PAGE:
The Weekly Circuit
👋 Good Monday morning in the Middle East!
With 600 startups working to plot the future of transportation, Israel is embarking on a broad test of driverless buses over the next two years. A pilot program will send autonomous vehicles operated by Israeli bus lines to pick up passengers on four heavily traveled suburban routes, The Circuit reports this week. Drone aircraft with human beings aboard are also due to be tested soon by Israel’s Innovation Authority and regulatory bodies.
As business expands in the Gulf-Israel channel two years after the signing of the Abraham Accords, the Dubai Multi Commodities Center is coming to Tel Aviv on Tuesday with its traveling road show, Made for Trade Live. The program, which will be held at the Tel Aviv Stock Exchange, is geared to teaching businesses how to set up shop in the UAE’s biggest free trade zone.
Tmura, a charitable fund created by Israeli venture capital firms, has distributed NIS 100 million ($29 million) to anti-poverty groups, youth organizations and non-profit social causes over the past 20 years. The fund raises money from startups, which pledge a portion of their stock options if they go public or get sold. At an anniversary party Sunday night in Tel Aviv, former Prime Minister Naftali Bennett praised the organization and noted that the startup tech company he founded, Cyota, was one of the first contributors. Recalling the stalemate he hit at one point in negotiations with investors, Bennett said they finally came up with a solution. “[The deal] almost blew up over half a percentage point,” he said. “So I said, let’s give it to Tmura. And once it turned into a contribution, everyone was happy to agree.”
Spotted at the Tmura event, which took place in the new DNA dining and cocktail bar space below the Azrieli Center towers, were Danna Azrieli, the real estate company’s chairwoman; Yadin Kaufmann and Baruch Lipner, Tmura’s chairman and executive director; Waze founder Uri Levine; mobility investor Michael Granoff; Jerusalem Global Ventures Chairman Shlomo Kalish; OurCrowd Chief Operating Officer Josh Wolff; and Miriam Schler, executive director of the Tel Aviv Sexual Assault Crisis Center, which was one of Tmura’s first grant recipients.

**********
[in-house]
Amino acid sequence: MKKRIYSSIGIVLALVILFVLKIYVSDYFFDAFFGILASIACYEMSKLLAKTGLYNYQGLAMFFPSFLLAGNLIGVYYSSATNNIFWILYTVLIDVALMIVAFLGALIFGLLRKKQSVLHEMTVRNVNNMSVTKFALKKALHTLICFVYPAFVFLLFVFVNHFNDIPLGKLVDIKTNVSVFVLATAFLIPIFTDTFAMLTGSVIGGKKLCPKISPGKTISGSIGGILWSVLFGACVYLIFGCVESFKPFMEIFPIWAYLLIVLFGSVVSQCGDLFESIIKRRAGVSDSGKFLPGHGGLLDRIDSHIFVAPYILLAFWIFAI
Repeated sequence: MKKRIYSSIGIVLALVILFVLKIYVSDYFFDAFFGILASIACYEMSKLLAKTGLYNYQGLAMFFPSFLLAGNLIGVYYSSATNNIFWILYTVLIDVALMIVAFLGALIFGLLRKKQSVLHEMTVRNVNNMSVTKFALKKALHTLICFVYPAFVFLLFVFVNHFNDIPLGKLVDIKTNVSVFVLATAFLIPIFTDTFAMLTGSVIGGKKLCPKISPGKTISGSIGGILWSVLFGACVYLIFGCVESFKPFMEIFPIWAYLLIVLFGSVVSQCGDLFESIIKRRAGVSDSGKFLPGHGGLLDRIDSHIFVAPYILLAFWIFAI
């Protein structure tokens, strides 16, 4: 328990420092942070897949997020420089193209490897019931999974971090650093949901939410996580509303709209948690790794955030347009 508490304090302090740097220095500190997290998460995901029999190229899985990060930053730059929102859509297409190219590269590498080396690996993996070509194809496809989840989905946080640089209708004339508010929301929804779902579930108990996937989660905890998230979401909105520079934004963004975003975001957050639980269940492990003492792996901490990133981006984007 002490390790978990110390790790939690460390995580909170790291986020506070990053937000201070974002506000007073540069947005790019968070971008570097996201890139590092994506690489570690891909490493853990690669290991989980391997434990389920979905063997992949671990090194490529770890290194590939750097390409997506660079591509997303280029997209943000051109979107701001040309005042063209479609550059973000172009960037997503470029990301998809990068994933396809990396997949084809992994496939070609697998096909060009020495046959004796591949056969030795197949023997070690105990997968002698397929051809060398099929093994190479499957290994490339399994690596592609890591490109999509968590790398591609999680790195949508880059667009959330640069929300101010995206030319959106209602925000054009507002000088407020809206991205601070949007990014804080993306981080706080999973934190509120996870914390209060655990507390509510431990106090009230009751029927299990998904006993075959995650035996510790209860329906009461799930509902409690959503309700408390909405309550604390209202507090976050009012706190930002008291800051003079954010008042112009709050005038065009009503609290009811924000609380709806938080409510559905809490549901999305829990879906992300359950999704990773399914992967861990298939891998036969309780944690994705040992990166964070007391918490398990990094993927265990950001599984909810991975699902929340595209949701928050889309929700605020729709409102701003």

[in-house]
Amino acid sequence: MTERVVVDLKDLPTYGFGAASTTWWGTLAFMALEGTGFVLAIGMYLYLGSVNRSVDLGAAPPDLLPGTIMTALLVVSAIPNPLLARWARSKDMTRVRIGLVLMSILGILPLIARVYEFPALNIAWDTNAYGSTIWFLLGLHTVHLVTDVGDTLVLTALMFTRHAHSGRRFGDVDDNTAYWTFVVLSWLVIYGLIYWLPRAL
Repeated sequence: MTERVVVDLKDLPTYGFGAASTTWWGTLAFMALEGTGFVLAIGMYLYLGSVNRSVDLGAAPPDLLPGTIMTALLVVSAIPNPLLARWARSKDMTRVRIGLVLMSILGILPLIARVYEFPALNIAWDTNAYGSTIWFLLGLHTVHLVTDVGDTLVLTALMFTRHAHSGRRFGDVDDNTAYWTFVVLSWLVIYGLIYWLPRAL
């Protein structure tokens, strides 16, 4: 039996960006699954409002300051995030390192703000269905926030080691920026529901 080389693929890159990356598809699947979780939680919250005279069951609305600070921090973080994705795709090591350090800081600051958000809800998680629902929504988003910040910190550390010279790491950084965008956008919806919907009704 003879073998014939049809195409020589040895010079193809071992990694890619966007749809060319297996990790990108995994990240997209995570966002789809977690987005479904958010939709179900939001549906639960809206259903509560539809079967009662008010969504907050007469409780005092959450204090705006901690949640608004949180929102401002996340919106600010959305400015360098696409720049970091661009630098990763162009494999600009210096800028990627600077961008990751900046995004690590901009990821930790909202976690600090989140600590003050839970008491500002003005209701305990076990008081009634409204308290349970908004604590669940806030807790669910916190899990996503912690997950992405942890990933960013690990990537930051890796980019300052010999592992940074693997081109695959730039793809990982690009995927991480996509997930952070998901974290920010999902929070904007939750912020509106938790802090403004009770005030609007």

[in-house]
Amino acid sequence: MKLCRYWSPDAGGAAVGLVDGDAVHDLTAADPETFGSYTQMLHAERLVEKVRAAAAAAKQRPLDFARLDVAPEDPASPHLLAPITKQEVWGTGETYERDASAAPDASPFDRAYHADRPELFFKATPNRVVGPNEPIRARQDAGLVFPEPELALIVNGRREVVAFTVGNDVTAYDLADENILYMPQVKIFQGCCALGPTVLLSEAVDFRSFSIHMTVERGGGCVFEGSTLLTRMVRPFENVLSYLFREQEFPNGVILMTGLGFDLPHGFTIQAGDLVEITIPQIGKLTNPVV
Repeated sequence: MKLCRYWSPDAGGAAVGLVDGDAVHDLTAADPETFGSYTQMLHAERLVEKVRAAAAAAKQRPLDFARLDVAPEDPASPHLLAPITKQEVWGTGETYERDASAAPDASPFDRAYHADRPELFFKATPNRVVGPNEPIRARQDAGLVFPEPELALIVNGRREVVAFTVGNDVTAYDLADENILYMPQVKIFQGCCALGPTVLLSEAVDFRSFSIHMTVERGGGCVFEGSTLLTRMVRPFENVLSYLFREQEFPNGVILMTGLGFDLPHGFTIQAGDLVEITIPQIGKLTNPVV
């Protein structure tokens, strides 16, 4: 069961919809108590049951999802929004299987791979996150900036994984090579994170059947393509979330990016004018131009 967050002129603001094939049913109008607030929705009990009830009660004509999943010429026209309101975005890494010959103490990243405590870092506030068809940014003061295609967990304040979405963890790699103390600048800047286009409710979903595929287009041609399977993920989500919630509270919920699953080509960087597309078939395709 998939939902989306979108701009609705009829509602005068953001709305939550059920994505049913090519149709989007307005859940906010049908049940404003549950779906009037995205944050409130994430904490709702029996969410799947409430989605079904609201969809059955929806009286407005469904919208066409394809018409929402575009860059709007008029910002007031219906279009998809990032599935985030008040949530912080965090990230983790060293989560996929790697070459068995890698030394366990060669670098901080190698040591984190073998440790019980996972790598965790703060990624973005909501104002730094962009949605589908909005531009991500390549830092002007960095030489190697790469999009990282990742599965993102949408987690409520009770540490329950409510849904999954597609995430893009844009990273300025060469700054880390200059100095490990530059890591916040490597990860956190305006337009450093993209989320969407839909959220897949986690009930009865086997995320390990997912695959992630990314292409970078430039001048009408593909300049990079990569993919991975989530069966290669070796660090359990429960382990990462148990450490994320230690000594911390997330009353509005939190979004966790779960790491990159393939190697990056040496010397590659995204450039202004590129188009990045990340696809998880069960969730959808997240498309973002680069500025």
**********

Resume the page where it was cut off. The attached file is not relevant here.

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Israelis getting on board to test driverless buses
You’re going to a New Year’s party. It’s a rainy night. The twisting suburban bus route is unfamiliar so you make your way up front to figure out where to get off. One problem: There’s no driver to ask. That’s among the many challenges that await Israelis in 2024, when the government starts a NIS 61 million ($17.7 million) pilot program to test autonomous buses carrying passengers in actual traffic, Melanie Lidman reports for The Circuit.
Unexpected behavior: Four Israeli bus companies and an assortment of international tech companies will examine how driverless vehicles can be integrated into the urban public transportation system. Until now, driverless public buses were considered mostly a novelty. Dubai, the Qatari capital of Doha and many other cities around the world have autonomous metro rail systems, which are easier to run because they operate on their own designated tracks. But public buses drive on regular city streets crowded with other vehicles, pedestrians and cyclists, which all behave in unexpected ways. As the technology and sensors for autonomous vehicles go up in quality and down in price, more cities are exploring options to use driverless buses as part of the existing transport network.
Technology’s here: “We understand that the future is going in that direction, and we need to have a vision,” Nir Ron, the head of innovation at Israel’s Egged bus company, told The Circuit. “The technology is already there, it’s about integrating it to work for public transportation.” Egged and three other Israeli bus lines — Dan, Metropolin and Nateev Express — have signed onto the pilot and will be working with Karsan from Turkey, Adastec from San Francisco, Applied Autonomy from Norway and EasyMile and Navya, both from France. The Israeli government is funding half of the two-year pilot program.
Drone transportation: There are more than 600 Israeli startups working on smart transportation, including tech behemoths like Waze, a navigation app with real-time traffic updates; Moovit, a public transportation planning app; Optibus, which helps cities optimize bus routes; and HopOn, a mobile ticketing app that allows riders to pay fares with their phones. The number of autonomous vehicle startups is increasing by more than 25% each year, according to government figures. Over and above the bus initiative, the Israel Innovation Authority is also examining the viability of drone air transportation and will soon begin tests of pilotless planes carrying human passengers.